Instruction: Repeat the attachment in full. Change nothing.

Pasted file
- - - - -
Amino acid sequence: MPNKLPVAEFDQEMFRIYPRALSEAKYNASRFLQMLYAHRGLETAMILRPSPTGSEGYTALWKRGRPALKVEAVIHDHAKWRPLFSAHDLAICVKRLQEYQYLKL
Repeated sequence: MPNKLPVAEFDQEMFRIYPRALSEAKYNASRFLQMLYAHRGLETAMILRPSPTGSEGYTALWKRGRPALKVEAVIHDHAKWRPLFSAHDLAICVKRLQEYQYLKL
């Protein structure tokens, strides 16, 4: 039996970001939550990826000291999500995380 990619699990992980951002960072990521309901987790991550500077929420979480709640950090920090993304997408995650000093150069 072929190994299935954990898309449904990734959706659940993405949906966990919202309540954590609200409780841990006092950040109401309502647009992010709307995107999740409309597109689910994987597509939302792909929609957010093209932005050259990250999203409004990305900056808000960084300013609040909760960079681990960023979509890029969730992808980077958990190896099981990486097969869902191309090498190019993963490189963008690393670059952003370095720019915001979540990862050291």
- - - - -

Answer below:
Amino acid sequence: MPNKLPVAEFDQEMFRIYPRALSEAKYNASRFLQMLYAHRGLETAMILRPSPTGSEGYTALWKRGRPALKVEAVIHDHAKWRPLFSAHDLAICVKRLQEYQYLKL
Repeated sequence: MPNKLPVAEFDQEMFRIYPRALSEAKYNASRFLQMLYAHRGLETAMILRPSPTGSEGYTALWKRGRPALKVEAVIHDHAKWRPLFSAHDLAICVKRLQEYQYLKL
């Protein structure tokens, strides 16, 4: 039996970001939550990826000291999500995380 990619699990992980951002960072990521309901987790991550500077929420979480709640950090920090993304997408995650000093150069 072929190994299935954990898309449904990734959706659940993405949906966990919202309540954590609200409780841990006092950040109401309502647009992010709307995107999740409309597109689910994987597509939302792909929609957010093209932005050259990250999203409004990305900056808000960084300013609040909760960079681990960023979509890029969730992808980077958990190896099981990486097969869902191309090498190019993963490189963008690393670059952003370095720019915001979540990862050291």